Bookabach was a 50-50 joint venture between the AA and the website’s founders. AA sold its entire share and the founders, including company manager Peter Miles, sold about 5 percent. HomeAway has the option to buy more shares in coming years.

Miles, who will stay on to run the company, said joining the HomeAway network would enable Bookabach “to take New Zealand bach and holiday home listings to a truly global audience.”

“It sets up Bookabach with the strongest possible channel for relevant in-bound tourism,” he said in a separate statement.

The two websites have more than 8,000 property listings in New Zealand, Australia and the Pacific islands.

Nasdaq-listed HomeAway was down 3.4 percent to US$28.71 and has gained about 30 percent this year.

“The partnership strengthens HomeAway’s presence in Australia and New Zealand, as each country is the leading provider of foreign tourists to the other,” said HomeAway chief executive Brian Sharples. “It also broadens HomeAway’s reach within the Asia Pacific market, providing highly appealing accommodation options to travellers globally.”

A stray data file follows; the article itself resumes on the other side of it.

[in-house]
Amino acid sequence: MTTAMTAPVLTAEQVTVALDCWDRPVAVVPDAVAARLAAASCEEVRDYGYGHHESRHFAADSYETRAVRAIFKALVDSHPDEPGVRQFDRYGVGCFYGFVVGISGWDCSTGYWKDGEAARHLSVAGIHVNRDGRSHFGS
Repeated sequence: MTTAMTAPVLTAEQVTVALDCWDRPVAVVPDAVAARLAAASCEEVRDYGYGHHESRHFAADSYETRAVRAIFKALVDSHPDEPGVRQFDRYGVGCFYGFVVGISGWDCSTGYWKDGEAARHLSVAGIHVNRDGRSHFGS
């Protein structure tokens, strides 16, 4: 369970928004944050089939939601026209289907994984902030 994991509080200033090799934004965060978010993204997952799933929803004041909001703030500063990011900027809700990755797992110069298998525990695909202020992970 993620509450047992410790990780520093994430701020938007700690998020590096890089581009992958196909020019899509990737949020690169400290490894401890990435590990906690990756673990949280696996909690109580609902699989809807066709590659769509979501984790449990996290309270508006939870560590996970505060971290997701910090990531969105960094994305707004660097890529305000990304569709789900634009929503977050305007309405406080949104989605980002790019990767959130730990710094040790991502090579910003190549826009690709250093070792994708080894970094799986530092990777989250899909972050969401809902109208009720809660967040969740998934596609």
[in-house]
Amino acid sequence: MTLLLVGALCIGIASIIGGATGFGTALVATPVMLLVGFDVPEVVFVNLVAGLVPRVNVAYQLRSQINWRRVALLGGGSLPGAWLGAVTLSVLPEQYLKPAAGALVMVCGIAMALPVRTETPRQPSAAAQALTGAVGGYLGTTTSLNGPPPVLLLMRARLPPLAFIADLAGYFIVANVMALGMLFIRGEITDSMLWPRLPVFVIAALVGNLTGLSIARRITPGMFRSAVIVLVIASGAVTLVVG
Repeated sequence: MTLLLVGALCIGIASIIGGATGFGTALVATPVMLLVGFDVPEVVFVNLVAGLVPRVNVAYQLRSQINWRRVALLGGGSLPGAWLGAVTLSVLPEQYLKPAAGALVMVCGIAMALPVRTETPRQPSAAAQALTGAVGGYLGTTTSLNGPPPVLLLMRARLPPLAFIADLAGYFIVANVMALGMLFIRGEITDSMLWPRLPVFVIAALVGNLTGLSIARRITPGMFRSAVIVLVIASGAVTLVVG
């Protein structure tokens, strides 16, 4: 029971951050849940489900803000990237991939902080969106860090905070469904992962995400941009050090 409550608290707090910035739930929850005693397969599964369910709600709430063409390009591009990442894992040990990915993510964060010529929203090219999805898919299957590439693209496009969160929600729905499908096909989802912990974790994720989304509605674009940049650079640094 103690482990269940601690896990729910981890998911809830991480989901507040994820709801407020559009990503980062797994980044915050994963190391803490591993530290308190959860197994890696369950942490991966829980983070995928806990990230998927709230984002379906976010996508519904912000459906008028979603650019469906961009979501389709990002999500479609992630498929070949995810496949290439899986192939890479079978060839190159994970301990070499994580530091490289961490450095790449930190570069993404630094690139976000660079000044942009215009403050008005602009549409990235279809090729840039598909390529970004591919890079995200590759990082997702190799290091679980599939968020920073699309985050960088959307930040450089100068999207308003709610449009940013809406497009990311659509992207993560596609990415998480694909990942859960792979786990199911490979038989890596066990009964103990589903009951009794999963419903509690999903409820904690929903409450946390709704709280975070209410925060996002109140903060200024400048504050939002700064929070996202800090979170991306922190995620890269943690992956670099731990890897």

The statement helpfully explains that the term bach is kiwi lingo for a modest holiday home or beach house. Bookabach was founded in 2000. The business will continue to be run by co-founder Peter Miles from its Auckland headquarters.

The AA acquired a holding in 2007.

“Our joint venture has achieved growth and been successful, but it’s time for the company to take the next step,” AA general manager club operations Peter Moxon said.

Serviced apartment operator Quest has expanded by 28% in the past two years and is now the fastest growing player globally, according to a new report.

Quest’s expansion comes as the serviced apartment sector continues to expand in Australia and New Zealand with a 14.5% increase in supply since 2011.

“Australian serviced apartments are in high demand and short supply; a trend that shows no sign of slowing,” notes the UK-based Travel Intelligence Network, authors of the Global Serviced Apartments Industry Report 2013/14.

Quest is now second only to Mantra in terms of serviced apartment room numbers.

Mantra offers 13,600 rooms in 150 locations spread across Australia and New Zealand with Quest offering 6,786 rooms across 120 locations.